Springtime For Henry (and Barbara) at Wilton’s Music Hall, London.
Star rating: three stars ★ ★ ★ ✩ ✩
Unusual, bewildering, but strangely endearing, collaborators Gwyneth Herbert and Mel Brimfield bring a warm, exploratory musical comedy to the boards of the Wilton’s Music Hall in the form of Springtime For Henry (and Barbara). Part performance art, part musical sketch comedy, part history lesson, part absurdist satire of the conventions surrounding 1980s British biographical art documentary, this is seriously specific in its approach – I can only imagine the pitch.
This is the second offering of a developmental trilogy, the first of which premiered at Sheffield’s Site Gallery last year, and the last of which promises to be a huge multi-screen installation in 2016/17. Wilton’s Music hall is an incredible venue, held together as most incredible venues are by donations, ticket/bar sales and pure unadulterated stubbornness. One of Britain’s oldest surviving music halls, and a re-invigorated cultural incubator, it’s the perfect setting for the production.
The show kicks off with a fantastic pastiche documentary on our fictional ‘Lost Musical’ (Springtime), a biographical piece based around the life of famous sculptor Henry Moore, and his sometime lover Barbara Hepworth, also a sculptor. Through the clever editing of re-contextualised archive footage, we watch the various incarnations of the show passed through the clutches of Laurence Olivier, Peter Hall, Trevor Nunn, Stephen Sondheim, each with their various amusing angles on the production.
In its current incarnation, we are granted a live action glimpse of the rehearsal process, as led by our latest director, played with trademark panache by David Bedella. This is where things take a turn, suddenly a choir is singing in four part harmony embodying the constituent materials of a sculpture, suddenly there’s a duet between Henry Moore (Andrew C. Wadsworth) and a singing rock-face (Herbert), suddenly there’s a partially-carved marble form singing to the tune of ‘Memory’ from Cats, Hugh Ross’ art critic is being terrible to Barbara Hepworth (Frances Ruffelle) and I start to wonder if there might have been something in the water.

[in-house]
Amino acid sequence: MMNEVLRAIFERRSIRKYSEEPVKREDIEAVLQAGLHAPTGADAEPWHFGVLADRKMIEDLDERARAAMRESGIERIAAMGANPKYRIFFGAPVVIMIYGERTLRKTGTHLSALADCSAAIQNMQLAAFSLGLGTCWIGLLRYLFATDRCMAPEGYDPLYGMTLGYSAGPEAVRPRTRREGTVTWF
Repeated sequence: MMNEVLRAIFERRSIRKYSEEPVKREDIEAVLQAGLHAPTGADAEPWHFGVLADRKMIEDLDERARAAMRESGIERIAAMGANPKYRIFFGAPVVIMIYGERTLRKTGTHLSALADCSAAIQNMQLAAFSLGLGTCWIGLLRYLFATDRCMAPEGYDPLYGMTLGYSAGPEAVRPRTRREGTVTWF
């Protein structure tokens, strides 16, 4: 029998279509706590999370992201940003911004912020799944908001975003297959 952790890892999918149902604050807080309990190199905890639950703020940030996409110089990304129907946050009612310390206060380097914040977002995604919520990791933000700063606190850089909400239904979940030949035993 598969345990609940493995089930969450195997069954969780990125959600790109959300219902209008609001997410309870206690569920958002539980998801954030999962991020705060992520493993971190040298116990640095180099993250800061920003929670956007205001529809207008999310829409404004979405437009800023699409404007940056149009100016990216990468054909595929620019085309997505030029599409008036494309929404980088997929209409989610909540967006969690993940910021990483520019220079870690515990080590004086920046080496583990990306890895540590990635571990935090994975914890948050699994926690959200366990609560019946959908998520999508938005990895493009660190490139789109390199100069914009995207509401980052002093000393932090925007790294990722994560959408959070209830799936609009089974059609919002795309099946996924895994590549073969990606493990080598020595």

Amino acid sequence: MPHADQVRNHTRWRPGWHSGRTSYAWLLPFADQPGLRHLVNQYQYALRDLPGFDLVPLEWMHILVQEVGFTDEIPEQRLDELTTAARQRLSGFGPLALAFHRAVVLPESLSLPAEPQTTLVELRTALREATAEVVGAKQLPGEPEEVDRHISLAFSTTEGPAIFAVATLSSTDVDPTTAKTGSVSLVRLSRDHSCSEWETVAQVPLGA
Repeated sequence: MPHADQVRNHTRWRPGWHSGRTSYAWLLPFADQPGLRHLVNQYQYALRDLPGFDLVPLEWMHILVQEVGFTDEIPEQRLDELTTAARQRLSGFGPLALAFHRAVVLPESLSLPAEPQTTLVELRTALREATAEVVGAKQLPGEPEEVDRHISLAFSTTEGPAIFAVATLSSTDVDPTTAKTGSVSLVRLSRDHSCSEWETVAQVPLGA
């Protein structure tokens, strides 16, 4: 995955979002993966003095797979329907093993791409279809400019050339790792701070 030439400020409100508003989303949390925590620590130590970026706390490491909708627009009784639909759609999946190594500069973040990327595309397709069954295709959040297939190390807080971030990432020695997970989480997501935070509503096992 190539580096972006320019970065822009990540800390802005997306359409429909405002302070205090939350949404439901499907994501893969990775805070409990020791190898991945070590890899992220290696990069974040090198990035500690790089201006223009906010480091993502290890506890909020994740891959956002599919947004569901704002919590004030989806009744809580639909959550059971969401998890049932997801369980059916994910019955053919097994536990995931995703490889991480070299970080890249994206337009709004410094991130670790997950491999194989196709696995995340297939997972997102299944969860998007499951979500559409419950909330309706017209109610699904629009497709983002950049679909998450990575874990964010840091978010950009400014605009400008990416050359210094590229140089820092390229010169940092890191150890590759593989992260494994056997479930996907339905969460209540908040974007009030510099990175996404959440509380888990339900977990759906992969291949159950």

There’s very little in the way of narrative structure, or rather, there isn’t a consistent vision as to whose story is being told, which is a bit of an obstacle. Absorbing as the sketches are, they become a little weary in the second half without an over-arching structure to put them into context. Without this, the show is only as good as its worst sketch, and they do vary quite broadly. It’s sometimes hard to tell where the irony begins and ends. Some numbers such as Frances Ruffelle’s ‘Torch Power Ballad’ are neither one thing nor another, so it’s difficult to invest, despite an assured performance.
The Starling Arts Choir is excellent vocally, tackling the complex score well, and sounds gorgeous, However, the members come across as a little self conscious in presence, and a firmer and more detailed direction here from Herbert would come in handy.
Herbert and Brimfield have put together that rare thing, a cleverly constructed score which also sounds great – and the various tributes and quotes from the likes of Kate Bush and Mel Brooks, to name a few, are well placed – though some are occasionally a little obscure in purpose. The words are projected onto the back wall for some reason – it’s more distracting than anything, and fairly unnecessary.
Despite myself, I’m actually learning things. Gosh, this theatre thing is quite good isn’t it? Woven through all the layers of pastiche is a genuine appreciation of Moore and Hepworth, and I’m coming to have quite an interest. Perhaps it’s Wadsworth, with his triumphant dry wit and Yorkshire charm, or maybe it’s the intrigue of Ruffelle’s feisty Barbara Hepworth, but for about half an hour afterwards I really do believe I might sit down with a cup of tea, a tartan wool blanket across my knees and a nice fuzzy BBC VHS-taped documentary when I get home.